Sermon 5th July 2020, Fifth Sunday after Trinity
Genesis 25.19-34 & Matthew 13.1-9,18-23
This morning we hear two iconic stories, which I am sure are familiar to many of us. The story of Jacob and Esau, in which Esau sells his birth right for an evening meal, and the parable of the sower, in which we hear about four types of different soil. As always, I think, when we read or hear these passages, the question to us is how we relate to them. How may these words speak to us today, this morning? What is it that we need to hear? The way I often try to do this is by imagining myself to be one of the people in the story or imagining what it would be like meeting one of them.
It seems that today’s readings lend themselves particularly well for this. For those of us who have siblings, we may look at our own relationships in the light of the dynamic between Jacob and Esau. And I suspect that many of us will hear the parable of the sower and wonder what type of soil we are.
The risk with this approach, which becomes very clear today, is that we may approach our text very binary: am I Jacob or Esau? Am I rocky, thorny or fruitful soil? It is then only a small step to apply this to others too. What type of soil would my neighbour be? Surely, the people we never saw at church again after their child’s baptism are a little bit rocky, and those successful businesspeople who never have time on a Sunday morning are perfect representatives of the thorny soil?
It is then that we fall into the trap to which Jesus points us in Luke’s Gospel when he tells the parable of the pharisee and the tax collector. He told this parable to some who trusted that they were righteous and regarded others with contempt. They could have so easily been us at times!
So this morning, I would like to suggest that instead of asking ourselves who we may be in these stories, maybe a better question is, when have we been like those in the story? By doing that, we start to appreciate the depths of these stories, and how they can deepen our relationship with God and one another.
Let’s look with that lens to the story of Jacob and Esau. Even before they are born, their mother Rebekah is told that her two sons will become two divided nations. I wonder for those of you who are parents, have you ever worried about the future of your children, and felt helpless being unable to change what lies ahead of them? The two brothers are very different: Esau is a skilful hunter, a man of the field. Someone, it seems, who would demand respect and a role model for others. In contrast, Jacob was a quiet man, living in tents. Someone, it seems, who was a little bit odd, not quite what a real man should be like in those days.
Again, I don’t want to think so much about the question whether we are more like Jacob or Esau, but when we have been in a situation like theirs. When have we felt like someone others could look up to, an example, living each day as it comes, confident of our own ability? And what were the situations in which we felt quiet, withdrawn, not quite what people expect of us; yet maybe at the same time comfortable with that, knowing that someone loved us for being just like that?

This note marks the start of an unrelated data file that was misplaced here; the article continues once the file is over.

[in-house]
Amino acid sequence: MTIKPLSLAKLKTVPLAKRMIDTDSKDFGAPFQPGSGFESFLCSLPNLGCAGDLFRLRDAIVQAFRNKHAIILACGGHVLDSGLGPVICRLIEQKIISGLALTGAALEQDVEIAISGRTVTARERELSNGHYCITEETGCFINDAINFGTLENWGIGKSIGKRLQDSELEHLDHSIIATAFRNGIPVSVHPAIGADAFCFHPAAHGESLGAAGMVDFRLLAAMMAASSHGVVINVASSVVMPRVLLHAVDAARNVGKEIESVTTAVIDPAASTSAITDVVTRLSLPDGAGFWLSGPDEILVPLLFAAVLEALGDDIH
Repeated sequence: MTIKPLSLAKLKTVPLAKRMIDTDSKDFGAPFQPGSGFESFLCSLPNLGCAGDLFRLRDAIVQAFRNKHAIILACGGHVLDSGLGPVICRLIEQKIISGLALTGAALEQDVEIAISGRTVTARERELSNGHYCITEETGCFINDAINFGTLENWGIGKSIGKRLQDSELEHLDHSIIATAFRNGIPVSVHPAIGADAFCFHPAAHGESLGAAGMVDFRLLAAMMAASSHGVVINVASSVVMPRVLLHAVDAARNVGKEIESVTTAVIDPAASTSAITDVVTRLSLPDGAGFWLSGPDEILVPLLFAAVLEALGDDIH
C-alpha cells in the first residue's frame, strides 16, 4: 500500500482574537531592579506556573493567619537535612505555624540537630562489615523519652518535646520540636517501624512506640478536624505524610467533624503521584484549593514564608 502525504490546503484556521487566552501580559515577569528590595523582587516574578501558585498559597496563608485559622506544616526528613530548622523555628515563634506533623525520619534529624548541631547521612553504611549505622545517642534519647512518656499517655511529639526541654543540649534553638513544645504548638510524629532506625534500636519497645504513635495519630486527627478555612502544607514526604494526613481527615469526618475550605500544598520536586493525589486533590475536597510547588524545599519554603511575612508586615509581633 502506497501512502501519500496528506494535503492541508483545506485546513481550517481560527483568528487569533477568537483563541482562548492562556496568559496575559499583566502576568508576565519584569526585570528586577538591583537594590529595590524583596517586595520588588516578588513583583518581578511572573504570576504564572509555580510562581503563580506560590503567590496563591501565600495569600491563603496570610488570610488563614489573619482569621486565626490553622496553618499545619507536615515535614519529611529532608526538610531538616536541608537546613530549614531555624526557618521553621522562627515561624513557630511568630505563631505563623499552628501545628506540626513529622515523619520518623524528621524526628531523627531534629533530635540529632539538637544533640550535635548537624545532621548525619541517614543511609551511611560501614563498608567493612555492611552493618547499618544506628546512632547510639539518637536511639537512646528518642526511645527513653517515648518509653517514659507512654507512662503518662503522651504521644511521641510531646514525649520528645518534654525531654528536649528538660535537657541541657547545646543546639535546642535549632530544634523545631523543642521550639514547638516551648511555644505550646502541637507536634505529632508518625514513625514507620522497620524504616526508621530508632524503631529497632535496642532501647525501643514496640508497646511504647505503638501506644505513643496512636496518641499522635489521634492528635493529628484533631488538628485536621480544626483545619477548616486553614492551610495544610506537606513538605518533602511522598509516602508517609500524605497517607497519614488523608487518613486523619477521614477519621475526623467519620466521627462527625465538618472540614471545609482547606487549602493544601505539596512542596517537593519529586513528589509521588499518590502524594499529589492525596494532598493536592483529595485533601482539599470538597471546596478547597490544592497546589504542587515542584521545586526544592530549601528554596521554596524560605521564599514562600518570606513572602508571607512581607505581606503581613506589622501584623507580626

Also, I wonder how both brothers felt after the exchange of Esau’s birth right for a pot of stew? Did they feel that somehow they had done God’s will? Or did they feel remorse? The feeling we read about last week when Paul wrote in his letter to the Romans that we do not do what we want, but the very thing we hate?
Looking at the story in this way, we see that there is no real black and white, no real them and us. Rabbi Jonathan Sacks writes very powerfully on this story, and what its complexity can reveal us about God, so I would like to quote him at length here:
To be chosen does not mean that others are unchosen. To be secure in one’s relationship with God does not depend on negating the possibility that others too may have a (different) relationship with Him. Jacob was loved by his mother, Esau by his father; but what of God who is neither father nor mother but both and more than both? In truth, we can only know our own relationship with our parents. We can never know another’s. (…) Love is not quantifiable. It rejects comparisons. Jacob is Jacob, heir to the covenant. Esau is Esau, doing what he does, being what he is, enjoying his own heritage and blessing. What a simple truth and how beautifully, subtly, it is conveyed. It is one of the Torah’s most profound messages to humanity – and how deeply (in an age of “the clash of civilizations”) the world needs to hear it today.
To be chosen does not mean that others are unchosen: ‘us’ does not require ‘them’.
The same applies to our parable of the sower. Don’t worry, there is not a second sermon coming here, but some optional homework – as I’ve been telling a lot of my pupils in the last few weeks. Look at the parable again, with that question in mind: when have I been which soil, and what does that mean for my relationship with God?